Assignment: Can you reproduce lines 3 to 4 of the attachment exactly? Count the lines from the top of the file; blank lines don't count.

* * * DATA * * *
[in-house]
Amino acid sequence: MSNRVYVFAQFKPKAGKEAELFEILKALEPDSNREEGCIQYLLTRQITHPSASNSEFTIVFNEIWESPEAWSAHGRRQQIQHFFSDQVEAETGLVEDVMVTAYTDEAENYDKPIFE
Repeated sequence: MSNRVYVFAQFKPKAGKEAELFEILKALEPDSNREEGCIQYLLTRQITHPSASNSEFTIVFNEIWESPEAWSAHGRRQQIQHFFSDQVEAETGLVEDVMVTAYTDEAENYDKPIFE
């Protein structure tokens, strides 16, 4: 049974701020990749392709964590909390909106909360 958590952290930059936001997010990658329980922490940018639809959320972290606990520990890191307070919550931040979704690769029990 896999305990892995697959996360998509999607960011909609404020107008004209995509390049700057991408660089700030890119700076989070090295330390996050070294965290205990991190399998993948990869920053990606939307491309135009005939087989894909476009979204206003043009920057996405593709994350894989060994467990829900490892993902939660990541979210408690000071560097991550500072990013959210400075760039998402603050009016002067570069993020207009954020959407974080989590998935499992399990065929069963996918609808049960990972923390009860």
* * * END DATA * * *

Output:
Repeated sequence: MSNRVYVFAQFKPKAGKEAELFEILKALEPDSNREEGCIQYLLTRQITHPSASNSEFTIVFNEIWESPEAWSAHGRRQQIQHFFSDQVEAETGLVEDVMVTAYTDEAENYDKPIFE
């Protein structure tokens, strides 16, 4: 049974701020990749392709964590909390909106909360 958590952290930059936001997010990658329980922490940018639809959320972290606990520990890191307070919550931040979704690769029990 896999305990892995697959996360998509999607960011909609404020107008004209995509390049700057991408660089700030890119700076989070090295330390996050070294965290205990991190399998993948990869920053990606939307491309135009005939087989894909476009979204206003043009920057996405593709994350894989060994467990829900490892993902939660990541979210408690000071560097991550500072990013959210400075760039998402603050009016002067570069993020207009954020959407974080989590998935499992399990065929069963996918609808049960990972923390009860």